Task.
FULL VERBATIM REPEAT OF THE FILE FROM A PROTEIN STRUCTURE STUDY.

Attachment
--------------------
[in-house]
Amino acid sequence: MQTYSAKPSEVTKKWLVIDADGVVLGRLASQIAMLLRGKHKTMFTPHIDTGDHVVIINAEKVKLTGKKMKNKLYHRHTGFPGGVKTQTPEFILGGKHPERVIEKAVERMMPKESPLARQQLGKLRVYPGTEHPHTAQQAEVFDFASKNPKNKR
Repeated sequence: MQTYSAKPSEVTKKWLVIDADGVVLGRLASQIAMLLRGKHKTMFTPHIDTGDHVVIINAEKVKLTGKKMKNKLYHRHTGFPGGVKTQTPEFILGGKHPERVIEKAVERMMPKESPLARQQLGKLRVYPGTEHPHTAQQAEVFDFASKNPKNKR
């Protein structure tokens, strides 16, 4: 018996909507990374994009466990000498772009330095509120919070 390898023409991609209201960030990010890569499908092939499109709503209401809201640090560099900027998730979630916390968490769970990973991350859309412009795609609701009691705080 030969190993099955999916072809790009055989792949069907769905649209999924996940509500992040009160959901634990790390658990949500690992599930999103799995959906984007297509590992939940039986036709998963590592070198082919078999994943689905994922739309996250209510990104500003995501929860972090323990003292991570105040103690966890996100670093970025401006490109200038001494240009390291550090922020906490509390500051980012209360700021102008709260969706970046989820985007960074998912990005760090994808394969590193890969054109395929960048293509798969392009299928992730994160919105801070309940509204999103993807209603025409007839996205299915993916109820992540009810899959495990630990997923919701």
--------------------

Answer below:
[in-house]
Amino acid sequence: MQTYSAKPSEVTKKWLVIDADGVVLGRLASQIAMLLRGKHKTMFTPHIDTGDHVVIINAEKVKLTGKKMKNKLYHRHTGFPGGVKTQTPEFILGGKHPERVIEKAVERMMPKESPLARQQLGKLRVYPGTEHPHTAQQAEVFDFASKNPKNKR
Repeated sequence: MQTYSAKPSEVTKKWLVIDADGVVLGRLASQIAMLLRGKHKTMFTPHIDTGDHVVIINAEKVKLTGKKMKNKLYHRHTGFPGGVKTQTPEFILGGKHPERVIEKAVERMMPKESPLARQQLGKLRVYPGTEHPHTAQQAEVFDFASKNPKNKR
């Protein structure tokens, strides 16, 4: 018996909507990374994009466990000498772009330095509120919070 390898023409991609209201960030990010890569499908092939499109709503209401809201640090560099900027998730979630916390968490769970990973991350859309412009795609609701009691705080 030969190993099955999916072809790009055989792949069907769905649209999924996940509500992040009160959901634990790390658990949500690992599930999103799995959906984007297509590992939940039986036709998963590592070198082919078999994943689905994922739309996250209510990104500003995501929860972090323990003292991570105040103690966890996100670093970025401006490109200038001494240009390291550090922020906490509390500051980012209360700021102008709260969706970046989820985007960074998912990005760090994808394969590193890969054109395929960048293509798969392009299928992730994160919105801070309940509204999103993807209603025409007839996205299915993916109820992540009810899959495990630990997923919701």